Mecca

Definition from Wiktionary, the free dictionary
Jump to navigation Jump to search
See also: mecca

English[edit]

English Wikipedia has an article on:
Wikipedia

Alternative forms[edit]

Etymology[edit]

Borrowed from Arabic مَكَّة(makka, Mecca).

Pronunciation[edit]

  • IPA(key): /ˈmɛkə/
  • (file)
  • Rhymes: -ɛkə

Proper noun[edit]

Mecca

  1. A large city in the Hejaz, Saudi Arabia, the holiest place in Islam, location of the sacred Ka'ba, and to which Muslims are required to make a hajj at least once in their lifetime.
  2. A census-designated place in Riverside County, California, United States.
  3. A surname​.
    • 1968, United States. President's Committee on Employment of the Handicapped, The Seriously Handicapped and the Voluntary Health Agency: Proceedings of a Panel Discussion, Annual Meeting, May 2-3, 1968, page 32:
      MR. HOWE: I would like to ask Mr. Mecca this question : does he think there would be substantial duplication between the agency that he is suggesting, and the current Governors' Committees on Employment of the Handicapped.
      MR. MECCA []
  4. (uncommon) A unisex given name, mostly borne by women.
    • 1912, The Arrow of Pi Beta Phi, page 107:
      Mrs. Mecca Marie Varney and son are successful lecturers and debaters on various topics of current interest, such as suffrage, etc. Her home is in Paw Paw, Mich. Her lectures are managed by her husband, Charles E. Varney.
    • 2020, Born This Way Foundation reporters, Lady Gaga, Channel Kindness: Stories of Kindness and Community, Feiwel & Friends (→ISBN)
      Just then, a young boy—named Mecca, as we learned later—arrived at the scene with the flight attendants who had been escorting him to his parents. In the midst of the frantic feeding of the protein bar, Mecca quietly announced:
    • For more quotations using this term, see Citations:Mecca.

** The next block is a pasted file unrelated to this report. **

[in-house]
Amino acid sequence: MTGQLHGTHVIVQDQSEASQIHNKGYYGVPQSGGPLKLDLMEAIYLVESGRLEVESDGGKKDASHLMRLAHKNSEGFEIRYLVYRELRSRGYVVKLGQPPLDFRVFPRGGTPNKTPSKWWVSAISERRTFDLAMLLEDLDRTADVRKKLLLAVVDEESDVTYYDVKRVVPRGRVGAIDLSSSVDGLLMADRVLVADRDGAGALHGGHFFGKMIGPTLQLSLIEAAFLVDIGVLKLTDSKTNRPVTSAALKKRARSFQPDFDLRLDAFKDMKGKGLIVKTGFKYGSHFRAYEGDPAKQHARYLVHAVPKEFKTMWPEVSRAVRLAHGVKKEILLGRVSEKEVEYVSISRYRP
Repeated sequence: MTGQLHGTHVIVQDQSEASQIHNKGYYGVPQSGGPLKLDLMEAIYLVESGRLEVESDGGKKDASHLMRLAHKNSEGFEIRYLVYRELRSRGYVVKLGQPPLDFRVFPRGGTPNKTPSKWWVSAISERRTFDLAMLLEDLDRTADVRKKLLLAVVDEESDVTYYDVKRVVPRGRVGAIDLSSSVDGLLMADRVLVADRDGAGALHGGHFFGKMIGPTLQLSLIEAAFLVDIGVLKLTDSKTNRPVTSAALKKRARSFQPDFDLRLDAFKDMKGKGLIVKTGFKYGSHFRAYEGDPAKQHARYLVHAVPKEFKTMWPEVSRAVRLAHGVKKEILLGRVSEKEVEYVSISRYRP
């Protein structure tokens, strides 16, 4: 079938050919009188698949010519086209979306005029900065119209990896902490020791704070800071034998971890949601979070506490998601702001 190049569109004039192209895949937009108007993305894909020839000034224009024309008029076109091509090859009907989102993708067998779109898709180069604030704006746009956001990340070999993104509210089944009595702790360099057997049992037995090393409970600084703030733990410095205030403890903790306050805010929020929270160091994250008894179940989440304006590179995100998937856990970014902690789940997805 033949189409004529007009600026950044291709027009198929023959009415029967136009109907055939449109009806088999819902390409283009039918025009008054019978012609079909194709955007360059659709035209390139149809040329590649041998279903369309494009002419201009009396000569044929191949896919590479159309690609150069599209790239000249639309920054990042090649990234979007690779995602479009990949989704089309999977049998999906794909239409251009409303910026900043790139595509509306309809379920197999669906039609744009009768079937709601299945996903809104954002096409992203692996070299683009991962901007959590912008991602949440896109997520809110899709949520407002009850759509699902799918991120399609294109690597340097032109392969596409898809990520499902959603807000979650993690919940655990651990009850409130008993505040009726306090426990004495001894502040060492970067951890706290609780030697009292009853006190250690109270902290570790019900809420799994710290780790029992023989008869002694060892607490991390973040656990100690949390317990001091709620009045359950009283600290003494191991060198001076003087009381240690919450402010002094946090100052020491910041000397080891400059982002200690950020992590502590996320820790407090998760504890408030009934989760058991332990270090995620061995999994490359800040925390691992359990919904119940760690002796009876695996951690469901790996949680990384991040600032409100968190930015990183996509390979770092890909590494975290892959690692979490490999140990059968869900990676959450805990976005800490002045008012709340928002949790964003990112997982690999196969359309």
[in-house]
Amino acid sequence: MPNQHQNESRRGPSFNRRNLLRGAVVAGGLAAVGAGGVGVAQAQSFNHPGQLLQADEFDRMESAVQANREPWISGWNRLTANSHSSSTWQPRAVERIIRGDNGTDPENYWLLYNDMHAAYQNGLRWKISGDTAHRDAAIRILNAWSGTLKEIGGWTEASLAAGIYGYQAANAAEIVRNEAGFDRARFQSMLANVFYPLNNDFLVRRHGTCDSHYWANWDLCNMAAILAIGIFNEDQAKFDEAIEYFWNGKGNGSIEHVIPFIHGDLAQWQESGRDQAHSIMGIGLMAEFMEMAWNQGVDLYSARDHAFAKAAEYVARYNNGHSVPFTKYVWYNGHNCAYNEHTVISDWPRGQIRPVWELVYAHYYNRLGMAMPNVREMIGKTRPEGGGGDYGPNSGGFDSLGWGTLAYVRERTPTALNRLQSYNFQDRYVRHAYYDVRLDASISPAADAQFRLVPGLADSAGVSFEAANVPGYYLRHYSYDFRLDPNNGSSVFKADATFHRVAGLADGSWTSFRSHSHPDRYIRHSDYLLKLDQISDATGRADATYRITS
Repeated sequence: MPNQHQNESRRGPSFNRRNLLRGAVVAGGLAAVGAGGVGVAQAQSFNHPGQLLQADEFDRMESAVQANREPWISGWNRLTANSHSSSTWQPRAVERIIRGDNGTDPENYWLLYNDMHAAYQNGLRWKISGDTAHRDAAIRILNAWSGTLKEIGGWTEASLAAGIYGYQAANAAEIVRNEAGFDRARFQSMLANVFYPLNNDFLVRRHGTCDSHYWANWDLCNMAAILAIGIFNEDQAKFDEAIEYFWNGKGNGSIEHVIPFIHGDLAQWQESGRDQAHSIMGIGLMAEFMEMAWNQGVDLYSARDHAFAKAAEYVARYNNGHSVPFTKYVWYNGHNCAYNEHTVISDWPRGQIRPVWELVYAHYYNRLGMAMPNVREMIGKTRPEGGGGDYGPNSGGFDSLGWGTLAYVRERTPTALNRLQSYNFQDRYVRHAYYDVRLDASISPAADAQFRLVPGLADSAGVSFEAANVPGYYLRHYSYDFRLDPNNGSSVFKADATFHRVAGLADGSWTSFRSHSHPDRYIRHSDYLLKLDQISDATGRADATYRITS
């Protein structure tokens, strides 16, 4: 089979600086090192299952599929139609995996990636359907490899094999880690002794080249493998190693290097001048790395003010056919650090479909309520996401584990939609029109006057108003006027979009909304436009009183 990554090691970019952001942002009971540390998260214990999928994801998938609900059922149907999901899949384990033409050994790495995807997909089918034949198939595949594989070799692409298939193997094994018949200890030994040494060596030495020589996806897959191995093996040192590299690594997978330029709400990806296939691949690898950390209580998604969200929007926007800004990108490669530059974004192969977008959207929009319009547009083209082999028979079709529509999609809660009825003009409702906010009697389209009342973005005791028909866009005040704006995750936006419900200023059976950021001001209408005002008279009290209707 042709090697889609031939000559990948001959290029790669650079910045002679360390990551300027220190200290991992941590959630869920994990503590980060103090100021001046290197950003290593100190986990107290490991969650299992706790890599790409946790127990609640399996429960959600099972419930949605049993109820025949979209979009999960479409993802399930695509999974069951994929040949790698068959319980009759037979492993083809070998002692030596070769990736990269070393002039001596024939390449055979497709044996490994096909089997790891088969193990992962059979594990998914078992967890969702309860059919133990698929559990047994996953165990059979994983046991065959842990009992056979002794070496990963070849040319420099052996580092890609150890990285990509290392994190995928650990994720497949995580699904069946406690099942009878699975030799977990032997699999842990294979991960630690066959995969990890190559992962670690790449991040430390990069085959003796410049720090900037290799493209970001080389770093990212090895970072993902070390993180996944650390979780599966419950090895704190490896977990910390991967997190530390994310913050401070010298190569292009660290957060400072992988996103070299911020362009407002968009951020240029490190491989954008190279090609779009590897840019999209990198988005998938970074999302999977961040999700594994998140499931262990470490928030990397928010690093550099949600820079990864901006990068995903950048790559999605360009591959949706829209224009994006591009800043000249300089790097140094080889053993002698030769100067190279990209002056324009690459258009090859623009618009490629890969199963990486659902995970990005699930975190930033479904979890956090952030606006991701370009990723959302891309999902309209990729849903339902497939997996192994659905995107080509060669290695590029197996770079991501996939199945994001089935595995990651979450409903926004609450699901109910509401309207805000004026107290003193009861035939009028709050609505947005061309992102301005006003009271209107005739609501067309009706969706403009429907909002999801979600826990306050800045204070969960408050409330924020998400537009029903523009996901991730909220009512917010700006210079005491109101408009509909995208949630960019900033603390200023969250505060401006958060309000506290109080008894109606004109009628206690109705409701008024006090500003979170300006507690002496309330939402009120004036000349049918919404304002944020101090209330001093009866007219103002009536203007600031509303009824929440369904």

Derived terms[edit]

Translations[edit]

Noun[edit]

Mecca (plural Meccas)

  1. (figuratively) Any place considered to be a very important place to visit by people with a particular interest.
    • 1826, The Lancet, “Sketches of the Medical Schools of Scotland”, volume 11, page 254:
      It was consequently the “Mecca,” the “Delphic Oracle,” the “Vale of Egeria,” to which all studious pilgrims should resort to drink of the pure springs of knowledge; […]
    • 1935, George Goodchild, chapter 5, in Death on the Centre Court:
      By one o'clock the place was choc-a-bloc. […] The restaurant was packed, and the promenade between the two main courts and the subsidiary courts was thronged with healthy-looking youngish people, drawn to the Mecca of tennis from all parts of the country.
    • 1991, The Economist, The Economist Newspaper Ltd.
      On the other side of the Atlantic, stores in Paris's chic Avenue Montaigne, a mecca for Japanese tourists, said that sales to foreigners had fallen sharply.
    • 1997, John Romano, Muscle Meals, page 14.
      Living in Venice, California and training at the Mecca of bodybuilding, Gold's Gym, I've seen some of the world's most dedicated and hard-training athletes.
    • 2014, Rick Steves, Rick Steves' Europe Through the Back Door 2015: The Travel Skills Handbook, Avalon Travel, →ISBN, 705:
      I say how much I like the shabby lounge atmosphere of a ruin pub, and Laura declares that this one, Szimpla Kert (which means “Simple Garden”), is the mecca of ruin pubs.

Alternative forms[edit]

Translations[edit]


Portuguese[edit]

Proper noun[edit]

Mecca f

  1. Obsolete spelling of Meca